JT: "The 20/20 Experience: Part 1" Album Review


Justin. Timberlake. You must have thought the iconic triple threat was done melting your heart away with his sensual falsetto, killer pop hooks, Mila Kunis flirtin’, and Jackson-esque moves. Think again. Instead of seeing 20/20, I’m pretty sure I had straight eagle vision when I listened to this record for the first time (20/15, if you were wondering). This record has helped kick in 2013 to where it should be.  JT has managed to incorporate his poppy ways into worldly rhythms, while also being accompanied by an incredible orchestra: (JT) & The Tennessee Kids. I’ve always found it unbelievable how music can be transposed and performed with many different instruments, no matter the genre. The horn section backing up JT is particularly phenomenal, as well as a silky smooth string section.  But enough about the technicalities – lets get onto taking a look at the album.

The album opens up with a track called “Pusher Love Girl,” where Timberlake introduces you to his creamy falsetto. And oh by the way, Spoiler alert, Miguel & Frank Ocean, he’s making you guys look bad. The orchestra builds up, the organ and snyths kicks in, and you know you’re in for a journey. “All I want is you babe..” – JT. Honestly, If I were a girl, I’d be pretty pumped.


JT collaborated with Jay-Z for the hit single, “Suit & Tie.”  When they debuted it at the Grammy’s, I knew they were going places.  For a minute, though, I thought I was watching a '70s short. This song continues a popular trend of 20/20: having an unbelievable rhythm section. After all, JT comes from a pop background where the five members of NSYNC were always moving; he knows how to move to the music.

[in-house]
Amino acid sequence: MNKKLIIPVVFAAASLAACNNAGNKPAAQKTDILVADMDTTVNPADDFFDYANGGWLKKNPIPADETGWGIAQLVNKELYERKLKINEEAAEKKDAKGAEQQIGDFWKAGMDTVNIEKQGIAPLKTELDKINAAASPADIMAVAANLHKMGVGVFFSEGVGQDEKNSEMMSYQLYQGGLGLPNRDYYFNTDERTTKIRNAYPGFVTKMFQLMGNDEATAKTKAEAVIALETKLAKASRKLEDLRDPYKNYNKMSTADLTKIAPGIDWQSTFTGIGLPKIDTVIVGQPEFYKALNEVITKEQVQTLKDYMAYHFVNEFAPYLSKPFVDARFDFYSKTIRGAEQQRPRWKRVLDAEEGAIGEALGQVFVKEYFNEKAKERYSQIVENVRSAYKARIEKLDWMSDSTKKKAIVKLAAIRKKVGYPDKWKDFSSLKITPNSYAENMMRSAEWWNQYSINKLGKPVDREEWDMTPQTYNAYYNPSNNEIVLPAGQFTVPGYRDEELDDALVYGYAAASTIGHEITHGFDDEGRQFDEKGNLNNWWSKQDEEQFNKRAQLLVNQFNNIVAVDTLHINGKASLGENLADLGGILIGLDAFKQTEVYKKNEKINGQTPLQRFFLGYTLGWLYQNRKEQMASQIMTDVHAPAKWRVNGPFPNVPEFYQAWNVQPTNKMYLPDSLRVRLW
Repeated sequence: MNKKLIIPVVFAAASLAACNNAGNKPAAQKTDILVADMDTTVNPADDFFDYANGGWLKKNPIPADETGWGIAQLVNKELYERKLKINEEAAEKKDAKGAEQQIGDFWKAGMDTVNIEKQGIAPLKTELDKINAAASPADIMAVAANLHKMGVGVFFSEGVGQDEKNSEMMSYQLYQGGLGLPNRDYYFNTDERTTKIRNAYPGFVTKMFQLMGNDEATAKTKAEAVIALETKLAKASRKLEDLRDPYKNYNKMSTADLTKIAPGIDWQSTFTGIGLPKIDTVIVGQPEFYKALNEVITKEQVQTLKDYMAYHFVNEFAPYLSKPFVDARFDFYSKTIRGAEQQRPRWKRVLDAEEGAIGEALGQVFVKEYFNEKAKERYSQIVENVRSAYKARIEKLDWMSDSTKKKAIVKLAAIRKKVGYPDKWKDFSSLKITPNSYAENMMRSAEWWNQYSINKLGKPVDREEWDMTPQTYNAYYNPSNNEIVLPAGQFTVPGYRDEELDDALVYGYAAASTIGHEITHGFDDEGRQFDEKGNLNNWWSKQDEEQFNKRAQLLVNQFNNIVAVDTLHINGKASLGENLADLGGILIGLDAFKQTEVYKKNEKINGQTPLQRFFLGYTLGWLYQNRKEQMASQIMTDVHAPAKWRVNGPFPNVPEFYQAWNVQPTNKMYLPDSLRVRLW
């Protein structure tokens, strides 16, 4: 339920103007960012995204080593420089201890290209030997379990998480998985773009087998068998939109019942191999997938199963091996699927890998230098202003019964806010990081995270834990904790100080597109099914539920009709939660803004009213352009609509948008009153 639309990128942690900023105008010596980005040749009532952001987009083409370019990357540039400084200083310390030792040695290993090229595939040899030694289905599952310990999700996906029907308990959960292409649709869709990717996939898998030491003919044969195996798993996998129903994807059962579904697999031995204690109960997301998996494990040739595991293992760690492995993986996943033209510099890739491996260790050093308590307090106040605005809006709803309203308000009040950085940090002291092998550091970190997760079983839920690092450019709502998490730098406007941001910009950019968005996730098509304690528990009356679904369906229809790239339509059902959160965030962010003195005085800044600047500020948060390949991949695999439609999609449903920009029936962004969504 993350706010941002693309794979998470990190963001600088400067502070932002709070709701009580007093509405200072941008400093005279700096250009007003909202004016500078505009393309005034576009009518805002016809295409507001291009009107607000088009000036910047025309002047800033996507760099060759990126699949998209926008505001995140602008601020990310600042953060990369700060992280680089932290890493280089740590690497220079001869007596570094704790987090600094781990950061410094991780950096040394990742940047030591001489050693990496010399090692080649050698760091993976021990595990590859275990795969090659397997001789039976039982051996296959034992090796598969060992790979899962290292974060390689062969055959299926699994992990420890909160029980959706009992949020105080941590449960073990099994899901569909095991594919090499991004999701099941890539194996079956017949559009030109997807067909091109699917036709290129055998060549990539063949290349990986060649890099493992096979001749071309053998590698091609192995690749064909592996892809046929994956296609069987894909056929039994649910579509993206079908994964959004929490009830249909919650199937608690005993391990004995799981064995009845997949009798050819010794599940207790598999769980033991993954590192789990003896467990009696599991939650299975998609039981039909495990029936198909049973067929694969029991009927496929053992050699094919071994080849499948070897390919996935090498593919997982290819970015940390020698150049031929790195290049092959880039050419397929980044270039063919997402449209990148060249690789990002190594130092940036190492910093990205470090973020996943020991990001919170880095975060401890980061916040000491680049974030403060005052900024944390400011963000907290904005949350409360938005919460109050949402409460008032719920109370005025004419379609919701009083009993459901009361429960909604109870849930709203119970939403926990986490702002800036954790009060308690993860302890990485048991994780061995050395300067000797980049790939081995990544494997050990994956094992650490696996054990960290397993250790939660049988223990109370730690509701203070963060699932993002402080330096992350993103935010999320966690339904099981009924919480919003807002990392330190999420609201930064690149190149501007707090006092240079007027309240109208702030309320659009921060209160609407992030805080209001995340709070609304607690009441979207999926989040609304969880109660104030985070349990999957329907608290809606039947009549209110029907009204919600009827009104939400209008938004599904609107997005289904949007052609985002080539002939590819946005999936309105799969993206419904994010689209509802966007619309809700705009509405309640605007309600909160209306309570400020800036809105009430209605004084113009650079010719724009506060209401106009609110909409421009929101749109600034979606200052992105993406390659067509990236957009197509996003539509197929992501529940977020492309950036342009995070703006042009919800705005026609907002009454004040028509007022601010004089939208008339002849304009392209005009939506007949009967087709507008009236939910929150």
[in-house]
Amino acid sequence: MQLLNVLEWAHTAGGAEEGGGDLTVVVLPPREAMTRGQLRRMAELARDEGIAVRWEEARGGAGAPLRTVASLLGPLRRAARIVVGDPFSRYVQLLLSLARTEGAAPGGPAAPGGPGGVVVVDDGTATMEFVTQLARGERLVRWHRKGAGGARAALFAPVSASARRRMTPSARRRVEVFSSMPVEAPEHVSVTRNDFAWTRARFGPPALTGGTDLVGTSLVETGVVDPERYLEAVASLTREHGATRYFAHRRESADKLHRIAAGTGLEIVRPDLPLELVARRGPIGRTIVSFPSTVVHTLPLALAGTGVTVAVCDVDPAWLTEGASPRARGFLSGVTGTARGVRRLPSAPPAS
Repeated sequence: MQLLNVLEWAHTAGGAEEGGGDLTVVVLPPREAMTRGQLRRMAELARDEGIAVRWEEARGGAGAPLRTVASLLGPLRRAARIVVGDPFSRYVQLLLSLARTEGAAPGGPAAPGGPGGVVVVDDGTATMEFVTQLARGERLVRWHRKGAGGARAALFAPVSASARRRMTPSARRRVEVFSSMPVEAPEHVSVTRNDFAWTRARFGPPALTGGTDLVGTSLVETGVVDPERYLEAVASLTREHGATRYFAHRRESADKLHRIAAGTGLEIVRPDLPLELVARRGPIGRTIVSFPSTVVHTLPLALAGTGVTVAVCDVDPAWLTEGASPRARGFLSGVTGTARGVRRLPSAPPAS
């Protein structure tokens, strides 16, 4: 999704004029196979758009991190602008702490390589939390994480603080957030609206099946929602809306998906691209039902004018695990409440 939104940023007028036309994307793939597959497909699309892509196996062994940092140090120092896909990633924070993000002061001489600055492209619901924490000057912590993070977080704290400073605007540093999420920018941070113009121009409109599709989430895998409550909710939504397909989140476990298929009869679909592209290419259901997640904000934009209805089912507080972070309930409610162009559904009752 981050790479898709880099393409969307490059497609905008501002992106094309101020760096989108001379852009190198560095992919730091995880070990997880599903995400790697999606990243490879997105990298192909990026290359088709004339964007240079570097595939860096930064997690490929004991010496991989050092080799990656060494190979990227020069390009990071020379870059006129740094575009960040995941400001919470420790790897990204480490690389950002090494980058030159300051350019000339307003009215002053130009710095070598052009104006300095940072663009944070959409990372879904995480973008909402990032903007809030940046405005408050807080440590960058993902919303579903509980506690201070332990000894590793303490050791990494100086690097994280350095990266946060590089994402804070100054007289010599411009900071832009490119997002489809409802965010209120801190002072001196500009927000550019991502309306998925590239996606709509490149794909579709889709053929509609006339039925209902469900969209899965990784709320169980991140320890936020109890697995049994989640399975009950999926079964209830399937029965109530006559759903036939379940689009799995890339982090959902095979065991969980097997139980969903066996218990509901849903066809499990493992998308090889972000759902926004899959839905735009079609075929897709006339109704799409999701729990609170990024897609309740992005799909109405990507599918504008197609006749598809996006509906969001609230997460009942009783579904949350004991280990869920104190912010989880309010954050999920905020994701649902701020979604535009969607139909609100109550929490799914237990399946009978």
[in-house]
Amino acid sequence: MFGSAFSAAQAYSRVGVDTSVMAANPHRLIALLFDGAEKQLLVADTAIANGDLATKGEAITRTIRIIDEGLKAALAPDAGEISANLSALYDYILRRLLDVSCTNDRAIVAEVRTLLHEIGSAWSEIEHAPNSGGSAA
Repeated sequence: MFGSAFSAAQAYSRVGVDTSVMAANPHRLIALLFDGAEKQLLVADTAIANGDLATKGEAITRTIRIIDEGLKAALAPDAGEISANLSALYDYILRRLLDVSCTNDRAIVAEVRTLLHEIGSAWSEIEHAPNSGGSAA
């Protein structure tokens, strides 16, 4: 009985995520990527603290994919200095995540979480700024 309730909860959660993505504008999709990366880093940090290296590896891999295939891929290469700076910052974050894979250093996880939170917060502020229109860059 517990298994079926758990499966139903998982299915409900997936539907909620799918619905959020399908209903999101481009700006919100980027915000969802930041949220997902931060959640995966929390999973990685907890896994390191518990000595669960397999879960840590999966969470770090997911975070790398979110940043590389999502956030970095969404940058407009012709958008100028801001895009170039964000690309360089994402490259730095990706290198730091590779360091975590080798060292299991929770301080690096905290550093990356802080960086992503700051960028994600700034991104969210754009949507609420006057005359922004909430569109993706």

On “Don’t Hold The Wall,” and “Let the Groove In,” JT used very interesting worldly samples. It seems these songs were influenced from pseudo-Indian and Afro-beats, and it almost feels like you're watching Slum Dog Millionaire on the chorus of, “Don’t Hold The Wall.” For those who still love the NSYNC 5-part harmony ordeal (i.e. myself), he still hasn’t lost that touch. JT syncopates his lyrics, uses hip-hoppy loops, call and response techniques, while combining it with violin. This truly is Future Sex, Love Sounds: I don’t know what he made 6 years ago.

imagesDue to the fact that the average song is almost 7 minutes long, the way he transitions between verses is immaculate. JT uses key changes, call & responses, vibrato, and even some Steve Miller-esque spacey/trippy effects. His guitarist sounds like Brian May of Queen at points, as melodic guitar solos are rightfully taken in “Spaceship Coupe.” Groovy guitar lines are also used in “That Girl,” and the opening track “Pusher Love Girl,” as well.

But what really matters is that you can always count on JT to end a song on a building harmony (1, 3, 5), adding the 7 at the end just to make it sound that much spicier. The various beatbox breakdowns show us he hasn’t lost his pop and hip-hop origins, but the various orchestrations he uses shows us he’s growing as a musician. Look out for this upcoming World Tour -- it is going down hard.

-Jake Perlmutter